A recent investigation into New Jersey’s official college loan agency has found the state has some of the strictest repayment rules in the country, causing financial ruin for some while forcing others to repay debts owed even after the borrower has passed away.
New Jersey Higher Education Student Assistance Authority, HESAA, provides loans to students attending a school in-state or out-of-state, with interest rates ranging from 4.48% – 8.23%. Students coming to college from other states are also able to take out loans with the agency, which is the largest of its kind in the country, with a total of $1.9 billion in loans.
Because the program is supported by the state, it does not need court approval before it begins the process of collecting repayments through methods such as garnishing wages, taking state income tax refunds, or revoking a professional license.
“It’s state-sanctioned loan-sharking,” Daniel Frischberg, a bankruptcy lawyer, told the Times. “The New Jersey program is set up so that you fail.”
While federal loans and similar programs in other state automatically forgive the loans in the event that the borrower dies or becomes disabled, each request made in New Jersey is reviewed on a case-by-case basis. Repayments are not adjusted by income, and borrowers who are unemployed or under financial hardships are rarely offered breaks, reports Annie Waldman for The New York Times.
The state claims it uses such tactics because it depends on Wall Street investors to finance the loans through tax-exempt bonds and must keep them satisfied in order to keep their losses to a minimum.
Loan revenues also cover close to half of the administrative budget for the agency.
One such instance involves Marcia DeOliveira-Longinetti, whose son was murdered last year in a case that has yet to be solved. While the federal government agreed to write off what he owed in terms of student loans, the state of New Jersey would not, stating as much in a letter sent to the mother, who had co-signed the loans.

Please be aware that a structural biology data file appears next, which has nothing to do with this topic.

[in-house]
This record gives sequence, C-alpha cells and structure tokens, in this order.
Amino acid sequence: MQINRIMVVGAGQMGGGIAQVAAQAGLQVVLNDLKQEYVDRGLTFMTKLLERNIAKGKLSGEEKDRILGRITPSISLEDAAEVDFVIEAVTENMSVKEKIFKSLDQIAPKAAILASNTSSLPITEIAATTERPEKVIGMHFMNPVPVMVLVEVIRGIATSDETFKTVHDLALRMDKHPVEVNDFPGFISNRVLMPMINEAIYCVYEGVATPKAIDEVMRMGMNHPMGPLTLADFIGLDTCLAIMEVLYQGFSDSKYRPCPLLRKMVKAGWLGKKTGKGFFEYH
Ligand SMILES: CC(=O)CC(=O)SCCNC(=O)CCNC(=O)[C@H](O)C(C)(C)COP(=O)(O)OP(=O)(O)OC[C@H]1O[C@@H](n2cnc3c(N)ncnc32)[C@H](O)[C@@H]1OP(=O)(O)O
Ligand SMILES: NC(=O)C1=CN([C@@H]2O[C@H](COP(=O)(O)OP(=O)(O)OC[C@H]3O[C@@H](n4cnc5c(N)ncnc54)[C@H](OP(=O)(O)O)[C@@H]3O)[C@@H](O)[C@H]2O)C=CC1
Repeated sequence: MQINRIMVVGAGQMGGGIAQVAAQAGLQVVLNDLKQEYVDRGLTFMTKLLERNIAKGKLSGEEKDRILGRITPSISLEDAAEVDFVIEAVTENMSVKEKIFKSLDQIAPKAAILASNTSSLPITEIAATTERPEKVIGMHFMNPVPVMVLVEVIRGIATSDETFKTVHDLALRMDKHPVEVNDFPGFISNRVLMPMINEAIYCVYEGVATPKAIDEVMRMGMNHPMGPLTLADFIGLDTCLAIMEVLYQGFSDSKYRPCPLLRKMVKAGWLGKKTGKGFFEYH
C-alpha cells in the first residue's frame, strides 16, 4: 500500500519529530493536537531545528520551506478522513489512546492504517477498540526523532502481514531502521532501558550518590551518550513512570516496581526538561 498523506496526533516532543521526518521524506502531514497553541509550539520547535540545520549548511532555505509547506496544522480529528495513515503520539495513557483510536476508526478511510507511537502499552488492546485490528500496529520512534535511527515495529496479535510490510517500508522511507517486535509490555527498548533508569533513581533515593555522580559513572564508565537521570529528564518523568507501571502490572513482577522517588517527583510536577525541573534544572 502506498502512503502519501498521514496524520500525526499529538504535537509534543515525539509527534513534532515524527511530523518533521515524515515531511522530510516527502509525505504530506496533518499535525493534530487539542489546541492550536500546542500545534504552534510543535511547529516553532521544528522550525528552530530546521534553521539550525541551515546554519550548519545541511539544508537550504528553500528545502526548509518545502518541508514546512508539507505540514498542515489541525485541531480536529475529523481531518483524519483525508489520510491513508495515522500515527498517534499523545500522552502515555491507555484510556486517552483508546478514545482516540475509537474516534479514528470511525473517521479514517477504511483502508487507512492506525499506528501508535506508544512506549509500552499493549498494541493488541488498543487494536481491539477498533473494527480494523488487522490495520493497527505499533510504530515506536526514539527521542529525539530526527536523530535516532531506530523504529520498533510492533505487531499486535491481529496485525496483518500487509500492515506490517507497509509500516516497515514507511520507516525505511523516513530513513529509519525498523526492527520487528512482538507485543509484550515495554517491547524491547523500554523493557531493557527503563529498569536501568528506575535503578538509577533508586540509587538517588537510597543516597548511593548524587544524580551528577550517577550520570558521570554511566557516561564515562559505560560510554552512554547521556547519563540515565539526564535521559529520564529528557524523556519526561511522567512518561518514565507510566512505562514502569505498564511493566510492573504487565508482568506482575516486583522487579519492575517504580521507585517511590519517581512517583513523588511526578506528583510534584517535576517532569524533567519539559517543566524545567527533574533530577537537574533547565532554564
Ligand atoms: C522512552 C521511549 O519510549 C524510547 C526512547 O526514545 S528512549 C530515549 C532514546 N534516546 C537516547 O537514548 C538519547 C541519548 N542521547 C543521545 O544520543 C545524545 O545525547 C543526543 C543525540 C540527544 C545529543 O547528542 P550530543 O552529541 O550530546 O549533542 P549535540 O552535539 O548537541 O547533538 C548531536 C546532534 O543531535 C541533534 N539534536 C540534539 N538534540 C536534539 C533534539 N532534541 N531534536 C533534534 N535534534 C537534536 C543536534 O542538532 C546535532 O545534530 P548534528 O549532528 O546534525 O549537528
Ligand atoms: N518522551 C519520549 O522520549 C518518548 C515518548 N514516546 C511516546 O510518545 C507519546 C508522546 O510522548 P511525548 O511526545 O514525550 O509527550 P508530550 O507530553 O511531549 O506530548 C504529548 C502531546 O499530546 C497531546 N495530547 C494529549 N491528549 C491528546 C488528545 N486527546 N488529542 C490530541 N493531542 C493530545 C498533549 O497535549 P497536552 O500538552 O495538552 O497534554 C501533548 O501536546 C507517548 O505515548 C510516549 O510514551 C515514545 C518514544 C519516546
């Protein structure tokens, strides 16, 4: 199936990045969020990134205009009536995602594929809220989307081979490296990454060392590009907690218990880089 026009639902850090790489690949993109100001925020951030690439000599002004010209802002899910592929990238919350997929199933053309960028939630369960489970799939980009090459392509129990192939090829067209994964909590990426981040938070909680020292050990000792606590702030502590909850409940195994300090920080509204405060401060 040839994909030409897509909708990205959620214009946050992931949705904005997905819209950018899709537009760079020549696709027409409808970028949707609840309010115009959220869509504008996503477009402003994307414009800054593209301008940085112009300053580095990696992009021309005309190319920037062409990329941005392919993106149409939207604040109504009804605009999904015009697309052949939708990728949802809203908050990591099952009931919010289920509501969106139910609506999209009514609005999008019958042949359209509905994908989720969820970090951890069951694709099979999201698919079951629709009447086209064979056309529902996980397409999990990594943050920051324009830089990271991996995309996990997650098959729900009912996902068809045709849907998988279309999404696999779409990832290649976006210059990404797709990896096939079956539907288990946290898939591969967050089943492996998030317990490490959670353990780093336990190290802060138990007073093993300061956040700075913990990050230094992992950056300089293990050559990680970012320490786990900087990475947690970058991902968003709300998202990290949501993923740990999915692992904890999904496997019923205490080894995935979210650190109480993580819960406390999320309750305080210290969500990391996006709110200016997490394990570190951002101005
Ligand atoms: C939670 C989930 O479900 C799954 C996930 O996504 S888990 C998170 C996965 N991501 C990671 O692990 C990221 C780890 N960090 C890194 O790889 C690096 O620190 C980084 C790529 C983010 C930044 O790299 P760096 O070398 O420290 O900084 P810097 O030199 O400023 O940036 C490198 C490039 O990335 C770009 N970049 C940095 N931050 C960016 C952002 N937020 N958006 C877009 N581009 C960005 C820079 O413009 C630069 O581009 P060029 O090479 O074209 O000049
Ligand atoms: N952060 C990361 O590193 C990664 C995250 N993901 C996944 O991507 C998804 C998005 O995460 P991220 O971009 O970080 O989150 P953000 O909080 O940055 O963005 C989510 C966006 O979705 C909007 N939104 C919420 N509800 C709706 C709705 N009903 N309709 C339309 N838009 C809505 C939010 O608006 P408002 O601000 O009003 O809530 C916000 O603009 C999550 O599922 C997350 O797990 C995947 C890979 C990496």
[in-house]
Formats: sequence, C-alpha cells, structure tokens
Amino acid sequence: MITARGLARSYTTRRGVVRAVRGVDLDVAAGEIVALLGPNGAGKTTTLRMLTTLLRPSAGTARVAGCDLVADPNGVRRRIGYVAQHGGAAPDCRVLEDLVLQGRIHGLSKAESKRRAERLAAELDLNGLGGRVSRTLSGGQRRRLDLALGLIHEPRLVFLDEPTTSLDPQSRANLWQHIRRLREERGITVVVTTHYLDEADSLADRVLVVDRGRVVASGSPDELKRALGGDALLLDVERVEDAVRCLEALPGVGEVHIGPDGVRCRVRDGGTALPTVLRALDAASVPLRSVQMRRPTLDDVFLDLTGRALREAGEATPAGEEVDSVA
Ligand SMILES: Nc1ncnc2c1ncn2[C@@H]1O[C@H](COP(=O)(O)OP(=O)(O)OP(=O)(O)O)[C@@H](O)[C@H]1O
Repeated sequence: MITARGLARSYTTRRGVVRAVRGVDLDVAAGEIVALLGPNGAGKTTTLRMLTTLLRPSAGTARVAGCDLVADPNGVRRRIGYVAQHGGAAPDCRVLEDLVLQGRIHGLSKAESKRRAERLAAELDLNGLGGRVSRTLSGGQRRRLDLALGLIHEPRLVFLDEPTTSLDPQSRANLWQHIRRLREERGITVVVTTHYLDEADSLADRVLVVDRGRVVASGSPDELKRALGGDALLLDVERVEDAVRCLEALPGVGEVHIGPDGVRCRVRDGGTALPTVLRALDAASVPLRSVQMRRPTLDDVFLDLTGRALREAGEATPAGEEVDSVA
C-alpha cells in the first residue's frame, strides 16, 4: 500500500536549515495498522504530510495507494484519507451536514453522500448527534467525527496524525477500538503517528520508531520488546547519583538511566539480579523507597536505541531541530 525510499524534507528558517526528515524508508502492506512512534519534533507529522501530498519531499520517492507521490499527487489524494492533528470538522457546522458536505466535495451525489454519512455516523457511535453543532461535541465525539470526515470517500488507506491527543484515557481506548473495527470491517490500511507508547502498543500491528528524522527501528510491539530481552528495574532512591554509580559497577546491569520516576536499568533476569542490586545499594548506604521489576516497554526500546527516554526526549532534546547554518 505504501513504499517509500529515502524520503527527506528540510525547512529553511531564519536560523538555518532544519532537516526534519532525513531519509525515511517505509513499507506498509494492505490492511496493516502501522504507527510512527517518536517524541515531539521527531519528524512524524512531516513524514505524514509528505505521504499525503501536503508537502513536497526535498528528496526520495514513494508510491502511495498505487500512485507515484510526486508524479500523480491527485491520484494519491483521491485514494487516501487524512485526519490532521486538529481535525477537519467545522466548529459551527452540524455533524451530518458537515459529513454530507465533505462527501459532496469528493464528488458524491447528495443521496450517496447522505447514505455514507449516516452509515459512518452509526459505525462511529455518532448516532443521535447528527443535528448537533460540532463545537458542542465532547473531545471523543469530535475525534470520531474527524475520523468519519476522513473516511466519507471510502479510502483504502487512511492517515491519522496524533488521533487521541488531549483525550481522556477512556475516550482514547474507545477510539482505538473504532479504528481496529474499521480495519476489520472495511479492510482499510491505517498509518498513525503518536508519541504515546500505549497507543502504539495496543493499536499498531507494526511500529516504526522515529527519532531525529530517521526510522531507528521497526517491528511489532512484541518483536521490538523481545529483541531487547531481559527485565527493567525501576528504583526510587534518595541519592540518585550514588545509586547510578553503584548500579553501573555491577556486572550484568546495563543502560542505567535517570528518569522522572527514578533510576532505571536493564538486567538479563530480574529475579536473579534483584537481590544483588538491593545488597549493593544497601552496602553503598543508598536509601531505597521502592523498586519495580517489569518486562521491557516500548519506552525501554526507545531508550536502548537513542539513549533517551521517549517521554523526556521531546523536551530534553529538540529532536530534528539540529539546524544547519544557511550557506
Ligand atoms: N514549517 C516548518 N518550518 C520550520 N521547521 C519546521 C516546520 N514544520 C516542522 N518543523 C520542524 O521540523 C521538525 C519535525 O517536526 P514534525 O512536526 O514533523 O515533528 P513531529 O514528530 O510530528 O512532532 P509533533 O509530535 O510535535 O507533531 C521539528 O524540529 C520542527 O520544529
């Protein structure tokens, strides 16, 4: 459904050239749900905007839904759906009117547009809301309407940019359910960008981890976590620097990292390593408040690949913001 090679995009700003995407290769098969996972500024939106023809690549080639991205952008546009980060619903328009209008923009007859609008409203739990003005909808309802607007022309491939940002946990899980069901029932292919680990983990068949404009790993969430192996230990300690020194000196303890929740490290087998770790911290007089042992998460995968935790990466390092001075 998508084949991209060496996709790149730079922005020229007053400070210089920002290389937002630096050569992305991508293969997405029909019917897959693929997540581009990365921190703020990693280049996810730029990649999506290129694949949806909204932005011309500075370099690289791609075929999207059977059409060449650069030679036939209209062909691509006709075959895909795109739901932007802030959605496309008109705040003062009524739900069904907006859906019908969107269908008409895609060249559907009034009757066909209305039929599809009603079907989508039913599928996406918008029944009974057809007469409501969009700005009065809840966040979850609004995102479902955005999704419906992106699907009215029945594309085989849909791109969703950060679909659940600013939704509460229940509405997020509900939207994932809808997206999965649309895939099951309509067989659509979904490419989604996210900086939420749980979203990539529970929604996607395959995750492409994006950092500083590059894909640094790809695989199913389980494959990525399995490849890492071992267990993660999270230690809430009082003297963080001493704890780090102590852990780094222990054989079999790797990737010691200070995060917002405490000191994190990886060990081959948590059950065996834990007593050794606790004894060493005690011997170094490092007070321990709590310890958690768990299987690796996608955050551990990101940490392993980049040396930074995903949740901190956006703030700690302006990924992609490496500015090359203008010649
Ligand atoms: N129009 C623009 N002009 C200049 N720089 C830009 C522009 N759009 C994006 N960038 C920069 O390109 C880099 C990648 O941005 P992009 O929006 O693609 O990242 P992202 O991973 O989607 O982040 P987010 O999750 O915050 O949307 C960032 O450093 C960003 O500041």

“Please accept our condolences on your loss,” said the letter from the Higher Education Student Assistance Authority. “After careful consideration of the information you provided, the Authority has determined that your request does not meet the threshold for loan forgiveness. Monthly bill statements will continue to be sent to you.”
The investigation found a multitude of similar incidents, including a 26-year-old who had declared bankruptcy, a 31-year-old who had fought four lawsuits brought on against her at the same time by the state, and one borrower who was diagnosed with non-Hodgkin’s lymphoma and laid off from his position at Goldman Sachs but was denied the ability to defer his loans, and was then sued by the state for a total of $266,000, reports Evann Gastaldo for Newser. The state eventually took possession of a state refund he was owed while the federal government allowed him to suspend his payments.
DeOliveira-Longinetti has made 18 payments since her son’s murder, with 92 left to go before his debt to the state will be completely repaid.